Electrical Engineering and Computer Science

Research in Flow Cytometry Receives Award for Best Original Paper   Bookmark and Share

Prof. Al Hero, R. Jamison and Betty Williams Professor of Engineering and colleagues co-authored on the article, "Analysis of clinical flow cytometric immunophenotyping data by clustering on statistical manifolds: Treating flow cytometry data as high-dimensional objects" which has been selected as the Best Original Paper published in Clinical Cytometry for 2008-2009 (originally published in Vol. 76B 1, 107, 2009). This annual award is given for the manuscript published under the Original Article category that is judged of the highest scientific quality and impact by the Editors and Associate Editors of Clinical Cytometry.

The paper (featured on the cover, right) introduces a new method, called Fisher Information Non-parametric Embedding (FINE), for clinical flow cytometry that uses principles of manifold learning and information geometry to visualize and cluster high dimensional cytometric data. The paper, co-authored with Prof Hero's former student Kevin Carter, former post-doc Raviv Raich, and U-M pathologists Will Finn and Lloyd Stoolman, concluded that FINE has potential utility as a decision-support tool in clinical practice or as a means for context-based archiving and searching of clinical flow cytometry data based on high-dimensional distribution patterns contained within stored list mode data. To support this conclusion, the paper described an experimental study in which FINE led to clustering of cases of acute lymphoblastic leukemia from cases of expansion of physiologic B-cell precursors (hematogones) within a set of 54 patient samples.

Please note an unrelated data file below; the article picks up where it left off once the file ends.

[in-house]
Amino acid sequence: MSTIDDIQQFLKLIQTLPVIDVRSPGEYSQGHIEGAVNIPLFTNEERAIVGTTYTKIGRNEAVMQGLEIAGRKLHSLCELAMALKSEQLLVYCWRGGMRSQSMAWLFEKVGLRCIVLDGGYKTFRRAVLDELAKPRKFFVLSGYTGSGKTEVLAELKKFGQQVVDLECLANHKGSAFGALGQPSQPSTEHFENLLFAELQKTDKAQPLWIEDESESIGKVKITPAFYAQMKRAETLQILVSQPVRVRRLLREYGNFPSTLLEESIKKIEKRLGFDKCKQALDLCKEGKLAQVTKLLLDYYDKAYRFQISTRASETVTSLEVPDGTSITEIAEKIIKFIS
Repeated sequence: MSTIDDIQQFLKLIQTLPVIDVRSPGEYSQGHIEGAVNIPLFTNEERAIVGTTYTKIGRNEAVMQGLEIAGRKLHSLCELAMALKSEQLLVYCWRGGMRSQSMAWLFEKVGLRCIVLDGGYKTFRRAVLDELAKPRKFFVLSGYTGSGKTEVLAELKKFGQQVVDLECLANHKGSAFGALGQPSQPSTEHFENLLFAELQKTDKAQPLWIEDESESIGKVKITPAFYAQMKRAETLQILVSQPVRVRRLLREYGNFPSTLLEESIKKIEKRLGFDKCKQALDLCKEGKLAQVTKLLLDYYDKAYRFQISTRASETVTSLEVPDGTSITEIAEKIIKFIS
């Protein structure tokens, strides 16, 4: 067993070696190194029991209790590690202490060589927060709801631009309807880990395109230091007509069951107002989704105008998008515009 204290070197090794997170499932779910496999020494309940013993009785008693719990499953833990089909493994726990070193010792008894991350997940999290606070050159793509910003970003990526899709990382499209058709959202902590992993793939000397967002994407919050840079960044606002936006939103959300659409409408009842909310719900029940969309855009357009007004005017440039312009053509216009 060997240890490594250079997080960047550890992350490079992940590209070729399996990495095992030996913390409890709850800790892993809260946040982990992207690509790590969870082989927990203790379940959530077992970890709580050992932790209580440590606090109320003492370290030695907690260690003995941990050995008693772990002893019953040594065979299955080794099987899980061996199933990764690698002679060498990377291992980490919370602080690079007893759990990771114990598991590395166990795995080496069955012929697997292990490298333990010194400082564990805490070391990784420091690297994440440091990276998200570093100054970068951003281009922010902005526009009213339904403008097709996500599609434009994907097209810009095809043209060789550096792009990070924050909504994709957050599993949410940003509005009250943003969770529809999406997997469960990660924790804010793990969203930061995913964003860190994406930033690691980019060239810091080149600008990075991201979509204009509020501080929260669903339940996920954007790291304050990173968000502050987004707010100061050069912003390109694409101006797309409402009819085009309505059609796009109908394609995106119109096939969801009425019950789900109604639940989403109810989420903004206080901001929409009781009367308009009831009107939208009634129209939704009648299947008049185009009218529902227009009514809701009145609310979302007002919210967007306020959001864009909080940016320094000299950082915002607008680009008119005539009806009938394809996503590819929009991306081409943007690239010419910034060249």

Prof. Hero's research interests include inference in sensor networks, adaptive sensing, bioinformatics, inverse problems, and statistical signal and image processing. He holds joint appointments in the Department of Biomedical Engineering and the Department of Statistics, and during the summer holds an appointment as Digiteo Chaire d'Excellence at the Digiteo Research Park in Information Science and Technology, Paris, France. He is also affiliated with the U-M Program in Biomedical Science (PIBS) and the U-M Graduate Program in Applied and Interdisciplinary Mathematics (AIM).

Posted: August 5, 2009 by
Catharine June
EECS/ECE Communications Coordinator
cmsj@umich.edu or 734-936-2965

Related Topics:   Big Data   Health   Hero, Alfred   Signal and Image Processing